CO2 allowance auction set for September 25

first_imgGovernor says first RGGI auction date is set for Sept. 25CO2 allowance auctions will help drive innovation, produce cleaner energyMONTPELIER – Governor Jim Douglas has announced that Vermont and the Regional Greenhouse Gas Initiative have released preliminary guidelines for the nation’s first-ever carbon credit auction on Sept. 25.The guidelines outline requirements and preparations bidders must follow to be ready to purchase their share of nearly 12.5 million carbon emission allowances at the first auction.”The stage is set for Vermont and nine other states to take unprecedented action and lead the nation on a path of economic and environmental security through reduced use of fossil fuels like oil,” Douglas said. “This is an important milestone as Vermonters struggle under the burden of the federal government’s failure to lead on fundamental energy and environmental issues.”The Sept. 25 auction is expected to include allowances from Vermont, Connecticut, Maine, Massachusetts, Maryland and Rhode Island. Other RGGI states will offer allowances for sale in future auctions as they complete their necessary rule-making procedures.RGGI is the first program in the country to cap and then reduce CO2 emissions from power plants. Participating states have agreed to stabilize CO2 emissions from 2009 to 2014, and then gradually reduce emissions beginning in 2015. Emissions from the power sector for RGGI states totals about 7 percent of the U.S. power sector emissions, according to the U.S. Energy Information Agency.The market-based mandatory program will cost-effectively reduce the pollution that is causing global warming while investing in efficient technology, Douglas said. “The result for Vermonters is the potential for new green jobs and cleaner energy.”The materials released today, online at www.rggi.org(link is external), provide a preview of auction applications and procedures for bidders participating in the first of two early auctions to be held this year.###last_img read more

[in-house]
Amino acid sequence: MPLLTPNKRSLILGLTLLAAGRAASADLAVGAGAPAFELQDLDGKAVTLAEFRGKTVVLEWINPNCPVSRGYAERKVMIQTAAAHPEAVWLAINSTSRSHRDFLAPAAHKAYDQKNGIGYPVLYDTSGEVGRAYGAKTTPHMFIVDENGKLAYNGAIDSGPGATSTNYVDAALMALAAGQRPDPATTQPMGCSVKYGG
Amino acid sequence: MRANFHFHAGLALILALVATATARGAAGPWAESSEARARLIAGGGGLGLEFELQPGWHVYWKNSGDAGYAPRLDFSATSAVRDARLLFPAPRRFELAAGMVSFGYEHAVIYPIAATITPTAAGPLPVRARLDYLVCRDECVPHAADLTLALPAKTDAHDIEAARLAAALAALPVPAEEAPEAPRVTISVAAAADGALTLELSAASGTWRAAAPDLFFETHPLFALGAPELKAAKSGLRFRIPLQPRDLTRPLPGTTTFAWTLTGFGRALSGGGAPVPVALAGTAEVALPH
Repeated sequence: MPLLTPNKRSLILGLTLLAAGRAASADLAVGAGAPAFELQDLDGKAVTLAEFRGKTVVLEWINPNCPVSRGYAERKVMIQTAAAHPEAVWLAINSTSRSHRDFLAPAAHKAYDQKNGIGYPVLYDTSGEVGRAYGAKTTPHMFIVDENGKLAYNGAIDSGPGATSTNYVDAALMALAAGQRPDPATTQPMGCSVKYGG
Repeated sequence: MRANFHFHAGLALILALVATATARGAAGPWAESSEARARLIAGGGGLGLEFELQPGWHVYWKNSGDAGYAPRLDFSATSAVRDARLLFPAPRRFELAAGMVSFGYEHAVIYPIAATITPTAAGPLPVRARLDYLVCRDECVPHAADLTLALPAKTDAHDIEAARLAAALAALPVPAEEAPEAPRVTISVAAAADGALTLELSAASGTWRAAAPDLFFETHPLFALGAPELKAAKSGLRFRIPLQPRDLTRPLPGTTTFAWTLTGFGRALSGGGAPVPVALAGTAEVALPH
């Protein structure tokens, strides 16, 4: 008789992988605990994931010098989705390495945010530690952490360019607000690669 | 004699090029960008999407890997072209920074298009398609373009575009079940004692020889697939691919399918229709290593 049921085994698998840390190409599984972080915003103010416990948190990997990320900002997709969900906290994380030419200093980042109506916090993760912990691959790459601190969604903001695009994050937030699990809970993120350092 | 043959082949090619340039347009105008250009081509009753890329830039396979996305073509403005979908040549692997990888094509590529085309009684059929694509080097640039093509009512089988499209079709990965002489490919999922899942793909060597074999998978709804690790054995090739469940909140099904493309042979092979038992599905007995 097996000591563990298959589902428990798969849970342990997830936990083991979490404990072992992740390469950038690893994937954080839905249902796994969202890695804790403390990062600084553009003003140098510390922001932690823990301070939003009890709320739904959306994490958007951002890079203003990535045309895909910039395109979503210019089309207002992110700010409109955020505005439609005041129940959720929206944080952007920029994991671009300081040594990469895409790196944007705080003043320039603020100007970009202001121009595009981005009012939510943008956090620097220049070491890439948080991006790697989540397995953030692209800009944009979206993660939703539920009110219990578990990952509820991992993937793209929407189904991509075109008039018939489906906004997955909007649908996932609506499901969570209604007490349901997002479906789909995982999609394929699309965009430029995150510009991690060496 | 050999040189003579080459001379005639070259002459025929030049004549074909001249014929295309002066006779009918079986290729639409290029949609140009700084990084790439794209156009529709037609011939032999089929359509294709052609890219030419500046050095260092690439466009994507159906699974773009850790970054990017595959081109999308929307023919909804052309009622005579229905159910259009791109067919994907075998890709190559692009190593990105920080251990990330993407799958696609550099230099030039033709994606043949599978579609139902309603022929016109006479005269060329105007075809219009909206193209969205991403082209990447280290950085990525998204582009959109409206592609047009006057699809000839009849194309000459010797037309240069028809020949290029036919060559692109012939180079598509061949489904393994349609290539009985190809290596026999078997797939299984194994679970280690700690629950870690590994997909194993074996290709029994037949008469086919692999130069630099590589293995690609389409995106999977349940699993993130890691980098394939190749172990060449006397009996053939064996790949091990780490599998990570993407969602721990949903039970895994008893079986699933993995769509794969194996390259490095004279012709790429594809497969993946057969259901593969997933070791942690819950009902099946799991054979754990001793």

Young African migrants undergo controversial bone age testing in France

first_imgEurope continues to grapple with the influx of illegal migrants. Authorities in France are now resorting to the use of the highly controversial testing procedure, known as bone age study to confirm minors.The method is legal in France but has been widely criticized by migrant advocates and doctors alike, who say the test is intrusive and unreliable. CCTV’s Susan Mwongeli reports. The plight of African migrants Related France plans to open centers in Libya to stem flow of migrants Migrants Crisis: More Migrants Arrive In Sicilylast_img read more

Manchester United rocked by Basel late show